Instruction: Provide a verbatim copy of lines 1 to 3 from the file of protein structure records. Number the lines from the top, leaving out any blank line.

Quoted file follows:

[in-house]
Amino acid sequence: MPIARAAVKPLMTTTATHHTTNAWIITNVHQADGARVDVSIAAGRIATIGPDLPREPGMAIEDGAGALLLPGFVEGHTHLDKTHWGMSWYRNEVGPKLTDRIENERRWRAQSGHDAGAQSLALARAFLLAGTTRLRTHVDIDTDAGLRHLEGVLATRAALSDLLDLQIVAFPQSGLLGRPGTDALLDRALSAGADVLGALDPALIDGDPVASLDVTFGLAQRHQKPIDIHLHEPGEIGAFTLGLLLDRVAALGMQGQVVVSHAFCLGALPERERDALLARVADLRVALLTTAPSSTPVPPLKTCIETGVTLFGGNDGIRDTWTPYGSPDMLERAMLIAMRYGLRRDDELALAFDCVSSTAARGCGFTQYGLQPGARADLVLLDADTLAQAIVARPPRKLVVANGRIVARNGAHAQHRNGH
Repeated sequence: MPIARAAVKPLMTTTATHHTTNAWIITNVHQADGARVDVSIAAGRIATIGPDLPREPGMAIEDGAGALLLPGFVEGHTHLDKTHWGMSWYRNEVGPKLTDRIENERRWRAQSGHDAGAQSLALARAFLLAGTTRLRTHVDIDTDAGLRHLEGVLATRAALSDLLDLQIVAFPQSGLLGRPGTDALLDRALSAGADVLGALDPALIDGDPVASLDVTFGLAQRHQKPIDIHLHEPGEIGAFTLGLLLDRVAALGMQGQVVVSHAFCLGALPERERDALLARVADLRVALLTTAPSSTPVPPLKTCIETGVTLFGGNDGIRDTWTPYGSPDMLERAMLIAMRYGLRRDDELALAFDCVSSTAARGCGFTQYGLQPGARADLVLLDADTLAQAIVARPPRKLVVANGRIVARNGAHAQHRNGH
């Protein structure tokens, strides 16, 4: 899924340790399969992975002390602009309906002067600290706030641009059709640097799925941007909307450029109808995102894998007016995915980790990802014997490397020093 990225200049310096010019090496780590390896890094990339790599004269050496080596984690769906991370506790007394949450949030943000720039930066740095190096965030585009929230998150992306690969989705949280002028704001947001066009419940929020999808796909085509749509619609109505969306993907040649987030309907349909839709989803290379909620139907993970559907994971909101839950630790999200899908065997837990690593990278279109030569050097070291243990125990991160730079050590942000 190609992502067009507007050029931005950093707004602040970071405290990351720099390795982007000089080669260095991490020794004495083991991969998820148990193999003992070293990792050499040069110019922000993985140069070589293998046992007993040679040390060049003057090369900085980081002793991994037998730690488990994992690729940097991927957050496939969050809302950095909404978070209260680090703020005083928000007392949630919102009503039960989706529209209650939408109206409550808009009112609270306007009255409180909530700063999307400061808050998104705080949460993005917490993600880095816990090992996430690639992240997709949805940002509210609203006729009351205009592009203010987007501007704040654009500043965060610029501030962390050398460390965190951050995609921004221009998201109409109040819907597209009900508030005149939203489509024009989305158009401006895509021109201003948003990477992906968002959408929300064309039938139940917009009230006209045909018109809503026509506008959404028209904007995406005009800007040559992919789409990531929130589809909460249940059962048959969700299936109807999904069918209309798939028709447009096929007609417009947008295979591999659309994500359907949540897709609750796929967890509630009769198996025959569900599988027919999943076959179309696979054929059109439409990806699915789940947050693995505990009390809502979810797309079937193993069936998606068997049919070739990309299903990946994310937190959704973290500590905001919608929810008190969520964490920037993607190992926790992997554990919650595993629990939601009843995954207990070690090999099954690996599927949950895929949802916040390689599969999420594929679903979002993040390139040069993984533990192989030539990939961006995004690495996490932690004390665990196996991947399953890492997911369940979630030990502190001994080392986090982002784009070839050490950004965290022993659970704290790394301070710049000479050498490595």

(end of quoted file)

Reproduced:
[in-house]
Amino acid sequence: MPIARAAVKPLMTTTATHHTTNAWIITNVHQADGARVDVSIAAGRIATIGPDLPREPGMAIEDGAGALLLPGFVEGHTHLDKTHWGMSWYRNEVGPKLTDRIENERRWRAQSGHDAGAQSLALARAFLLAGTTRLRTHVDIDTDAGLRHLEGVLATRAALSDLLDLQIVAFPQSGLLGRPGTDALLDRALSAGADVLGALDPALIDGDPVASLDVTFGLAQRHQKPIDIHLHEPGEIGAFTLGLLLDRVAALGMQGQVVVSHAFCLGALPERERDALLARVADLRVALLTTAPSSTPVPPLKTCIETGVTLFGGNDGIRDTWTPYGSPDMLERAMLIAMRYGLRRDDELALAFDCVSSTAARGCGFTQYGLQPGARADLVLLDADTLAQAIVARPPRKLVVANGRIVARNGAHAQHRNGH
Repeated sequence: MPIARAAVKPLMTTTATHHTTNAWIITNVHQADGARVDVSIAAGRIATIGPDLPREPGMAIEDGAGALLLPGFVEGHTHLDKTHWGMSWYRNEVGPKLTDRIENERRWRAQSGHDAGAQSLALARAFLLAGTTRLRTHVDIDTDAGLRHLEGVLATRAALSDLLDLQIVAFPQSGLLGRPGTDALLDRALSAGADVLGALDPALIDGDPVASLDVTFGLAQRHQKPIDIHLHEPGEIGAFTLGLLLDRVAALGMQGQVVVSHAFCLGALPERERDALLARVADLRVALLTTAPSSTPVPPLKTCIETGVTLFGGNDGIRDTWTPYGSPDMLERAMLIAMRYGLRRDDELALAFDCVSSTAARGCGFTQYGLQPGARADLVLLDADTLAQAIVARPPRKLVVANGRIVARNGAHAQHRNGH